Notes: Padilla, Tejeda coming back
Padilla to start Saturday; Phils to use Tejeda out of 'pen
PHILADELPHIA -- Vicente Padilla and Rob Tejeda will pitch again this season, and much sooner than expected.Padilla's rib cage and Tejeda's shoulder felt fine after bullpen sessions on Monday and Tuesday, respectively. Padilla will start Saturday against the Marlins, while Tejeda will be used out of the bullpen starting Thursday. "That's good news," said manager Charlie Manuel. Padilla missed his last start with a strained sterno-coastal muscle, and rookie Eude Brito provided a boost in his stead with six shutout innings in Monday night's win over Atlanta. Brito likely earned another start, and that could come on Sunday. Tejeda hasn't pitched since Aug. 30, and he will be used exclusively in the bullpen. He had been a huge jolt to the rotation since June, save for one relief appearance on Aug. 24. His value now is in relief. "It would be hard for him to build his pitch count back up," said pitching coach Rich Dubee. "There's value [in the bullpen]. We can't start him, let him go 40 pitches and bring somebody in behind him. We don't have that luxury." Asked what Tejada's role would be in the bullpen, Dubee joked, "to get guys out." Relax and play: Pat Burrell's season of success has been extremely satisfying, as the left fielder has returned to the 30-homer, 100-RBI level that had been routinely expected of him. There's been a calm about him this season, and Manuel said that's important. "Burrell being relaxed is one of the biggest things about him," he said. "He plays the game hard and knows he'll be in the lineup the next day. If he has a bad day, he knows he's still going to play and bounces back. He's comfortable. That's been a huge part of his season." As with most power hitters, Burrell is prone to streaks and high strikeout totals, but he's been remarkably consistent. He hit higher than .300 for the first two months of the season, then hit .265 in June and July before bouncing back again. His average has never fallen below .278. "He's learned not to fight it so much," Manuel said. "With Pat, he wanted to do so good, wanted to make people happy. He wanted to do things right, he wanted to be the guy people expected him to be. Maybe he tried too hard." At 27, Burrell is entering his prime, and Manuel feels his left fielder can be even better. Burrell hopes to meet his RBI goal of driving in 20 runs a month, as long as it helps the Phillies get to the postseason. More important is the satisfaction he feels in skipping wrist surgery last season, despite recommendations from multiple doctors. He's had a few flareups -- a swing in Florida cost him a game in Atlanta, and he missed a series against the Nationals -- but nothing major. "I'm surprised it hasn't been a problem this year, for the most part," Burrell said. "It's felt really good." Quotable: "He's had to do some things. He's had trouble with rotation and bullpen and found ways to win. They play defense, play the game right and put together a good offense. It's very important to use your farm system. It shows young players have talent, ability and just need a chance." --Manuel, on Bobby Cox's managing job this season Coming up: Cory Lidle wasn't at his best in Friday's return from the disabled list, but he survived five innings. He'll face Braves southpaw Horacio Ramirez on Wednesday night in the third game of a four-game series.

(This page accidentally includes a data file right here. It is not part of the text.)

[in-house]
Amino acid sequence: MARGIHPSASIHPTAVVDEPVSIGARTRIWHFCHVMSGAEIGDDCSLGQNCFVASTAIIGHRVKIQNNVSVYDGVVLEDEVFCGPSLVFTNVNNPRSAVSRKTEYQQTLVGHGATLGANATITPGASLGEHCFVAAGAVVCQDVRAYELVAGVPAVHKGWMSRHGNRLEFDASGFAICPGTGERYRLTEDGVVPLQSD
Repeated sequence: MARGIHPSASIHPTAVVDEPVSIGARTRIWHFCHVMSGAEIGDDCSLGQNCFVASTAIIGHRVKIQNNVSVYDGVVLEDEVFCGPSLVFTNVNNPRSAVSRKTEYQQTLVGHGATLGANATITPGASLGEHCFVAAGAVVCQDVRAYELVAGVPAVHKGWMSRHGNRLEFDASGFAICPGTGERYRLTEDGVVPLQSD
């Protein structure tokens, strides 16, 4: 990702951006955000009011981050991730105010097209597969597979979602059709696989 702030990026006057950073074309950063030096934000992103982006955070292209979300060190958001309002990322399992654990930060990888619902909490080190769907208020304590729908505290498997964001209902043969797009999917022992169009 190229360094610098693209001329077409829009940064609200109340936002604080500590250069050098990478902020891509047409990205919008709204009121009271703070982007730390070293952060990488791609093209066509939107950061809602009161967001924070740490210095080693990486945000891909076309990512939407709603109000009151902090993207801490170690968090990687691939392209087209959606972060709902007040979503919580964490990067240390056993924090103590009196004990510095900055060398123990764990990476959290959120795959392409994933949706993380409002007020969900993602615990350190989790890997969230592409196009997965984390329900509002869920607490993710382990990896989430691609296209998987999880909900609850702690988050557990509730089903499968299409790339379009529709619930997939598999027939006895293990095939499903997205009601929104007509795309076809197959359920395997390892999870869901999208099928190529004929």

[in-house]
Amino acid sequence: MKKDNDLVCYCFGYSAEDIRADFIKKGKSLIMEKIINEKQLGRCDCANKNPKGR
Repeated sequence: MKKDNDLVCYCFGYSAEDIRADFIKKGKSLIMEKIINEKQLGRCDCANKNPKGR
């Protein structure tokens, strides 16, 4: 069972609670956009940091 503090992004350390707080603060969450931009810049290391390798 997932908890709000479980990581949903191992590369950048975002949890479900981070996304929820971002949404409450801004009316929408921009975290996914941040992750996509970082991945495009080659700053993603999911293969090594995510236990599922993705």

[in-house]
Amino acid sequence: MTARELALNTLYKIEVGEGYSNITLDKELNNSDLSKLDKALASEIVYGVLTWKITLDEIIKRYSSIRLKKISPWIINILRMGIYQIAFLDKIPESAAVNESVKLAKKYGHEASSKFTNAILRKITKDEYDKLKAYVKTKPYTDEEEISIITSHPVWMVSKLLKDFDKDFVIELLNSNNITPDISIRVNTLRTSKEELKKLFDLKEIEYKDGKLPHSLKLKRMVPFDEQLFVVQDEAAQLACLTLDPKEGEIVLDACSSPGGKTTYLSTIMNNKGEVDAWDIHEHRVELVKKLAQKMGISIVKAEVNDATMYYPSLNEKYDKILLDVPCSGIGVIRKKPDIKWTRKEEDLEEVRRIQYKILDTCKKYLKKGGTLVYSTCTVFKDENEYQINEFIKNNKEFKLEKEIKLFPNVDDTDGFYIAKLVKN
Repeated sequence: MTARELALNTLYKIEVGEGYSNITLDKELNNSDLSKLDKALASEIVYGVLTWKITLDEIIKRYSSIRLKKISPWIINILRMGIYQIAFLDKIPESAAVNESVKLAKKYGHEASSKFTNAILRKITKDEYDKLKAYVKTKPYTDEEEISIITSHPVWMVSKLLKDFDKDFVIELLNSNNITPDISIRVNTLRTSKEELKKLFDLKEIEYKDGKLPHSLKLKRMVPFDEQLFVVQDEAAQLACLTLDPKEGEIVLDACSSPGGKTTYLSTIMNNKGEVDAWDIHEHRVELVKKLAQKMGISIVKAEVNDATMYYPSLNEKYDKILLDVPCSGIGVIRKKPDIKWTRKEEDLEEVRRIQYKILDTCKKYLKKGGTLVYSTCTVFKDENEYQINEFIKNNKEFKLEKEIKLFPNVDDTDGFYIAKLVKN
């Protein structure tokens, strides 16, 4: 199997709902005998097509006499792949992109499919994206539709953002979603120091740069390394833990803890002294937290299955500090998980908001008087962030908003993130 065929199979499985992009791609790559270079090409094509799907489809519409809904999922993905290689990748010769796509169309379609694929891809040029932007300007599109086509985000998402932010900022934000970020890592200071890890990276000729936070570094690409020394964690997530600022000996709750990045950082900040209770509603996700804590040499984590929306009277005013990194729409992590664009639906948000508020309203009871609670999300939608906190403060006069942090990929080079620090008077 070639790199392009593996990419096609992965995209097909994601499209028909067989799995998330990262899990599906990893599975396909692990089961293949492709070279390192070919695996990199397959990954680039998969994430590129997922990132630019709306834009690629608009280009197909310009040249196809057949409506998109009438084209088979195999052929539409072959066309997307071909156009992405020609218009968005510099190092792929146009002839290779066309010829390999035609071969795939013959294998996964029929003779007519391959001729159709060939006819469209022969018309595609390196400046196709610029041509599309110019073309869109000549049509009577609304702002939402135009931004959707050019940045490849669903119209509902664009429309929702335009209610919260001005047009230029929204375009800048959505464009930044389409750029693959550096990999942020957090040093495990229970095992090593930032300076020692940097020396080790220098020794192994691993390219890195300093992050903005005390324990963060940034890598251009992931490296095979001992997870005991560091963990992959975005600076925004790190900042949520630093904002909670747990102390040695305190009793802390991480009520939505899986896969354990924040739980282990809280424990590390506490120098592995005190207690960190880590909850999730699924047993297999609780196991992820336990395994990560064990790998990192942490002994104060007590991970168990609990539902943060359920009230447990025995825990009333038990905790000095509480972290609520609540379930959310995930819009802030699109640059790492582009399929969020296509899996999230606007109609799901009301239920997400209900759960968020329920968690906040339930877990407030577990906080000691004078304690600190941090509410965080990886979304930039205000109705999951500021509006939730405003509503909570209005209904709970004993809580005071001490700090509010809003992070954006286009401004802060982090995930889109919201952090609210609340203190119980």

Ken Mandel is a reporter for MLB.com. This story was not subject to the approval of Major League Baseball or its clubs.